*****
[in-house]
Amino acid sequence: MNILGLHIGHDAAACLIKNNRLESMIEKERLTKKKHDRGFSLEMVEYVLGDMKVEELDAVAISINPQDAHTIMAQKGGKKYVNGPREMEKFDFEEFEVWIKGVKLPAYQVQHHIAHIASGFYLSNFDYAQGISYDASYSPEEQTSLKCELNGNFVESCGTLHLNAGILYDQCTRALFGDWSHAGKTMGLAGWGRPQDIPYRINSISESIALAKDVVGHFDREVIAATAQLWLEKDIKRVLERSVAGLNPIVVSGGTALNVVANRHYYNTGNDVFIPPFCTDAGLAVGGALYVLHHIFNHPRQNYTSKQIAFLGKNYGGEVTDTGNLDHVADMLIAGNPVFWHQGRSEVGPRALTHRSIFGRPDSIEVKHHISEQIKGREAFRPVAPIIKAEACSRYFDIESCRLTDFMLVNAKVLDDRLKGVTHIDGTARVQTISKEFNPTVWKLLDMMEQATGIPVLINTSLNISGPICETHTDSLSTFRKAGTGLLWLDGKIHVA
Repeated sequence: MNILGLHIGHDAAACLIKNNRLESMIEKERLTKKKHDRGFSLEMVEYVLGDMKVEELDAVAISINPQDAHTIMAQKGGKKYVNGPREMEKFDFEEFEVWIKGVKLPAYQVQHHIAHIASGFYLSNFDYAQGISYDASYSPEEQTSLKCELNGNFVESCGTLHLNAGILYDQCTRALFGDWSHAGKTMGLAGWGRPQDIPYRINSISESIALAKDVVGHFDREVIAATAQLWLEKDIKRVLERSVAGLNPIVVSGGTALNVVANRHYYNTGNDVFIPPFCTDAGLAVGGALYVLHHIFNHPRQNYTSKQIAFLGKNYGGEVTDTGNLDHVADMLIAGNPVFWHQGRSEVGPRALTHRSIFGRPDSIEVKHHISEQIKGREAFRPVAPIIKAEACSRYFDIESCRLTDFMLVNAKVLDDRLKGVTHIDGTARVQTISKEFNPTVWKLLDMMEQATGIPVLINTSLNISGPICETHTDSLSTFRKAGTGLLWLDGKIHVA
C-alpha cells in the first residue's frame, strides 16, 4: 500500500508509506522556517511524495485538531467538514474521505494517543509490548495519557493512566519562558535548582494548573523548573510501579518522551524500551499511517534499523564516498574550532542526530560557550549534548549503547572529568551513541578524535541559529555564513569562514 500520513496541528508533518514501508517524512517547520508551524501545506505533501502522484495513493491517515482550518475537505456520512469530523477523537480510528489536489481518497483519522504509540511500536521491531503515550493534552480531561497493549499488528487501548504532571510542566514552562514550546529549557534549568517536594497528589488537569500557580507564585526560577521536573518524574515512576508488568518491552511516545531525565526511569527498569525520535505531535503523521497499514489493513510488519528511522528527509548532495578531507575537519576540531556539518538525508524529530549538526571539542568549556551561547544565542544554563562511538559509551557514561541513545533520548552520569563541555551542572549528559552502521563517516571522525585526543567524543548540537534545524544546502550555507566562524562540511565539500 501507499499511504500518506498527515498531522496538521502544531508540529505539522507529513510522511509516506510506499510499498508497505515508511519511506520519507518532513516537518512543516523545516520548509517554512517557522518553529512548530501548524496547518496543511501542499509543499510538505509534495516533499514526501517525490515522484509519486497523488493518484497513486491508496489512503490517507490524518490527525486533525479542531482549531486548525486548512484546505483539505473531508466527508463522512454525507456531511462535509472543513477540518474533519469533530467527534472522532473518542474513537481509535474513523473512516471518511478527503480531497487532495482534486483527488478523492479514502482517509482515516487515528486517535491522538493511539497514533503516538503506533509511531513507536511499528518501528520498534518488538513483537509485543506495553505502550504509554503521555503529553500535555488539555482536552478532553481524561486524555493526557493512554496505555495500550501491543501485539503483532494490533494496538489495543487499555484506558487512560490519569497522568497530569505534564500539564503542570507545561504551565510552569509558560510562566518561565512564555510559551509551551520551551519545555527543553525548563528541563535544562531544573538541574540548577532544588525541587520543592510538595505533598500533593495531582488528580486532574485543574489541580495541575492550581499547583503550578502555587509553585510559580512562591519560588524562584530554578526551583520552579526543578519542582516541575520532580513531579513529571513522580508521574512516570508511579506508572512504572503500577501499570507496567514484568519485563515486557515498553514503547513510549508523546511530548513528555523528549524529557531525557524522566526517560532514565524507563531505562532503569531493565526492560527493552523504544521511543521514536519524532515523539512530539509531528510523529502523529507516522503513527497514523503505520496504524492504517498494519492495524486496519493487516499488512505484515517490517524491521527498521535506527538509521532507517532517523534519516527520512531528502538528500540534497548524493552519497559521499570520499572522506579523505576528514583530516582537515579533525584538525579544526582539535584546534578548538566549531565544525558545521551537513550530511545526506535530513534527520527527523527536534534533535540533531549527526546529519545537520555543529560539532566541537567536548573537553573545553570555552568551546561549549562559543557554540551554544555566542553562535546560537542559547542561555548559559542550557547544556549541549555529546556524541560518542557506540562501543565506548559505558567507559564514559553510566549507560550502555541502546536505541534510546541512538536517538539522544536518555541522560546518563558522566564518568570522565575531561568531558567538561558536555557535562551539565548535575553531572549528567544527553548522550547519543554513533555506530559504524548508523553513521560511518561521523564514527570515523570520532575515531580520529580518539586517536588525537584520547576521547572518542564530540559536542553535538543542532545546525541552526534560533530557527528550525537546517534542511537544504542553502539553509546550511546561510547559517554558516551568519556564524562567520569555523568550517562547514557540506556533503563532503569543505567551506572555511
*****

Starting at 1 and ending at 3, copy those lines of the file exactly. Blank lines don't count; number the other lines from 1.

[in-house]
Amino acid sequence: MNILGLHIGHDAAACLIKNNRLESMIEKERLTKKKHDRGFSLEMVEYVLGDMKVEELDAVAISINPQDAHTIMAQKGGKKYVNGPREMEKFDFEEFEVWIKGVKLPAYQVQHHIAHIASGFYLSNFDYAQGISYDASYSPEEQTSLKCELNGNFVESCGTLHLNAGILYDQCTRALFGDWSHAGKTMGLAGWGRPQDIPYRINSISESIALAKDVVGHFDREVIAATAQLWLEKDIKRVLERSVAGLNPIVVSGGTALNVVANRHYYNTGNDVFIPPFCTDAGLAVGGALYVLHHIFNHPRQNYTSKQIAFLGKNYGGEVTDTGNLDHVADMLIAGNPVFWHQGRSEVGPRALTHRSIFGRPDSIEVKHHISEQIKGREAFRPVAPIIKAEACSRYFDIESCRLTDFMLVNAKVLDDRLKGVTHIDGTARVQTISKEFNPTVWKLLDMMEQATGIPVLINTSLNISGPICETHTDSLSTFRKAGTGLLWLDGKIHVA
Repeated sequence: MNILGLHIGHDAAACLIKNNRLESMIEKERLTKKKHDRGFSLEMVEYVLGDMKVEELDAVAISINPQDAHTIMAQKGGKKYVNGPREMEKFDFEEFEVWIKGVKLPAYQVQHHIAHIASGFYLSNFDYAQGISYDASYSPEEQTSLKCELNGNFVESCGTLHLNAGILYDQCTRALFGDWSHAGKTMGLAGWGRPQDIPYRINSISESIALAKDVVGHFDREVIAATAQLWLEKDIKRVLERSVAGLNPIVVSGGTALNVVANRHYYNTGNDVFIPPFCTDAGLAVGGALYVLHHIFNHPRQNYTSKQIAFLGKNYGGEVTDTGNLDHVADMLIAGNPVFWHQGRSEVGPRALTHRSIFGRPDSIEVKHHISEQIKGREAFRPVAPIIKAEACSRYFDIESCRLTDFMLVNAKVLDDRLKGVTHIDGTARVQTISKEFNPTVWKLLDMMEQATGIPVLINTSLNISGPICETHTDSLSTFRKAGTGLLWLDGKIHVA